UK new car sales 25% lower in May BBC News (4/6/09)
Creditors cry foul at Chrysler precedent The Wall Street Journal, Ashby Jones, Mike Spector (13/6/09)
The decline and fall of General Motors The Economist (4/6/09)
GM pensioner’s fears for future BBC News (1/6/09)
Opel staff face wait for job news BBC News (2/6/09)
From biggest car maker to biggest bankruptcy BBC News (1/6/09)
GM sales executive lays out company’s direction Chicago Tribune, Bill Vidonic (14/6/09)
Chrysler and Fiat complete deal BBC News (10/6/09)
Fiat gambles on Chrysler turnaround Telegraph, Roland Gribben (1/6/09)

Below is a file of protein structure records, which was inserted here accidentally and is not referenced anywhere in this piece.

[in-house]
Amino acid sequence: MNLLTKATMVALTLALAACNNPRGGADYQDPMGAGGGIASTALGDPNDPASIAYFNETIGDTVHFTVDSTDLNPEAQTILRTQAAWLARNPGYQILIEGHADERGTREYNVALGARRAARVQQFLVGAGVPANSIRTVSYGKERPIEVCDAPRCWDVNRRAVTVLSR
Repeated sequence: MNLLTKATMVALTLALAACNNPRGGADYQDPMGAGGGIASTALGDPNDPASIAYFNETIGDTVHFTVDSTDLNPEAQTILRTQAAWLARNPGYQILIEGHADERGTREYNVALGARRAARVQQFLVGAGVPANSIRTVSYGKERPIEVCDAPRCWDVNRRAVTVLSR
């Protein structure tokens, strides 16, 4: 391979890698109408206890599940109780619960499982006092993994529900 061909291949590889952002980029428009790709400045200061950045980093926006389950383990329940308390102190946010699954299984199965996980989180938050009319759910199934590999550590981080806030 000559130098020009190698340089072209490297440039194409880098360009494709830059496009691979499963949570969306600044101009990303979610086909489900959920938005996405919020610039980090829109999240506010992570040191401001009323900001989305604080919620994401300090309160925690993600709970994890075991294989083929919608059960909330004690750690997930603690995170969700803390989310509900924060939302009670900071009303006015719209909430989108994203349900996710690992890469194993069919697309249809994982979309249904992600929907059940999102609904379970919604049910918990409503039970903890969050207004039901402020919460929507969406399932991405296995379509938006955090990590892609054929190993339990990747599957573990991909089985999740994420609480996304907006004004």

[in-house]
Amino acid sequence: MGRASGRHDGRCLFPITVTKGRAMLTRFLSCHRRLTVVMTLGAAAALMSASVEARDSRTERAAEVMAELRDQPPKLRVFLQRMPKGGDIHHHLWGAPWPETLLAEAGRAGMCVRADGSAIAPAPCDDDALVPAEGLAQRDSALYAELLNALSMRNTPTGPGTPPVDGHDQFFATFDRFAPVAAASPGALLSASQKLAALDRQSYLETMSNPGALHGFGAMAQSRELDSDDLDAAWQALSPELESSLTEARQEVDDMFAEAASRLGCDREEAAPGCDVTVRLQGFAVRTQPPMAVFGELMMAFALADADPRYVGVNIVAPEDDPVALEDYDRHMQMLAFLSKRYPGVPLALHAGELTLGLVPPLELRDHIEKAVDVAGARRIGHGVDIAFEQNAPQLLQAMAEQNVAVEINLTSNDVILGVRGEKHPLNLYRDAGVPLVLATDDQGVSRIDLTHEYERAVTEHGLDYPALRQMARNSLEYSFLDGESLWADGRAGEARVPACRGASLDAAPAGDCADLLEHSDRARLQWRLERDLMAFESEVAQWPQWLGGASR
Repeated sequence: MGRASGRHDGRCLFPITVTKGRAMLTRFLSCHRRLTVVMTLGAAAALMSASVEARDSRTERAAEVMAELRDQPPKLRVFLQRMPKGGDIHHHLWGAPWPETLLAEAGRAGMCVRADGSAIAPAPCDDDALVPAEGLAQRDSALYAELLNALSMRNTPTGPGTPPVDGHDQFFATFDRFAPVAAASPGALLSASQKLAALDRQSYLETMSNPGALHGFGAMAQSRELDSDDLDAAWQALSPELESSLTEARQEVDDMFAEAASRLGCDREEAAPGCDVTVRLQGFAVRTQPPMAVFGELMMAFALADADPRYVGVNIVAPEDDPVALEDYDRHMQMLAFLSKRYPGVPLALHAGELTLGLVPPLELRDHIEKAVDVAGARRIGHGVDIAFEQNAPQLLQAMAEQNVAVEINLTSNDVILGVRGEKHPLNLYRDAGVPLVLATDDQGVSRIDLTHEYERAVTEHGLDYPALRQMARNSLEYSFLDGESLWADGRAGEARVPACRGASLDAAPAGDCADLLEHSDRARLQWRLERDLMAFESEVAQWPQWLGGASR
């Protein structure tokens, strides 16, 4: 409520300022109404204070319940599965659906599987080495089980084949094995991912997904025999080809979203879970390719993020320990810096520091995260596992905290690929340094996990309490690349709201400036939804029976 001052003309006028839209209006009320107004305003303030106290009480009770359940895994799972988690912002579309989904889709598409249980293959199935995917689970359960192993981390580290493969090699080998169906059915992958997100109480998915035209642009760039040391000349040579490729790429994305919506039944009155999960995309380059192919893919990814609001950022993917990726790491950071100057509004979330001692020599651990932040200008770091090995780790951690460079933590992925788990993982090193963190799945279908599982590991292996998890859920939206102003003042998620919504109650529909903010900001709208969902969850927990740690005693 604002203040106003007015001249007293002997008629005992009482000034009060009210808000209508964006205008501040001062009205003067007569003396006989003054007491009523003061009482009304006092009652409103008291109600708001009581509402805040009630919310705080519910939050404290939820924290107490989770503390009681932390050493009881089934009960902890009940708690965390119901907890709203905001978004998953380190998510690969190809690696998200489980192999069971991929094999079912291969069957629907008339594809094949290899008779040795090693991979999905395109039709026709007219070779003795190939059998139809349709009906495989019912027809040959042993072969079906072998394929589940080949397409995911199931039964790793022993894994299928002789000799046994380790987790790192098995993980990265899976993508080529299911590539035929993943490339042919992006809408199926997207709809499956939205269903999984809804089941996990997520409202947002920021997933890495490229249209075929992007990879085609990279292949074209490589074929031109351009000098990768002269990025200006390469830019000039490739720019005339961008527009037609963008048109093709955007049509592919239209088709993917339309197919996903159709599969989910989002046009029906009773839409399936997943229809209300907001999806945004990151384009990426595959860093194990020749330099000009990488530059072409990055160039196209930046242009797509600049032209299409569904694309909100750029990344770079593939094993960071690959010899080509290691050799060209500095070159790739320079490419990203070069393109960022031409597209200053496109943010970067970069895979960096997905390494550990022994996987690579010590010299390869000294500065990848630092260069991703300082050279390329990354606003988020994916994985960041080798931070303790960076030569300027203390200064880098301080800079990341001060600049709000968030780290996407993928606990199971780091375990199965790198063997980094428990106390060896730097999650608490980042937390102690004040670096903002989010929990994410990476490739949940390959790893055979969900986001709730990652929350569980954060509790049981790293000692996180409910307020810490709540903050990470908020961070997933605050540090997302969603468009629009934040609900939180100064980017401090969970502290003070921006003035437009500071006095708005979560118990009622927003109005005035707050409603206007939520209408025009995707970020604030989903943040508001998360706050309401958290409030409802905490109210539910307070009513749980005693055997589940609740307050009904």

Obama taskforce faces Congress over car industry rescue Times Online, Christine Seib (10/6/09)
Has pledge of assistance revved up the car industry? EDP24, Paul Hill (10/6/09)
- What is a strategic alliance and how should it help Chrysler?
- What are some of the methods that governments have used to help stimulate the car industry? Consider their advantages and disadvantages.
- Think about the consequences beyond the car industry of the decline of General Motors. Who is likely to suffer? Will there be any winners?
- General Motors was established in 1908. How were they able to expand so quickly and what do you think are the main reasons for their current decline?
- The article in The Economist suggests that, despite the current problems in the car industry and the global recession, selling cars will never really be a problem. What do you think are the reasons for this?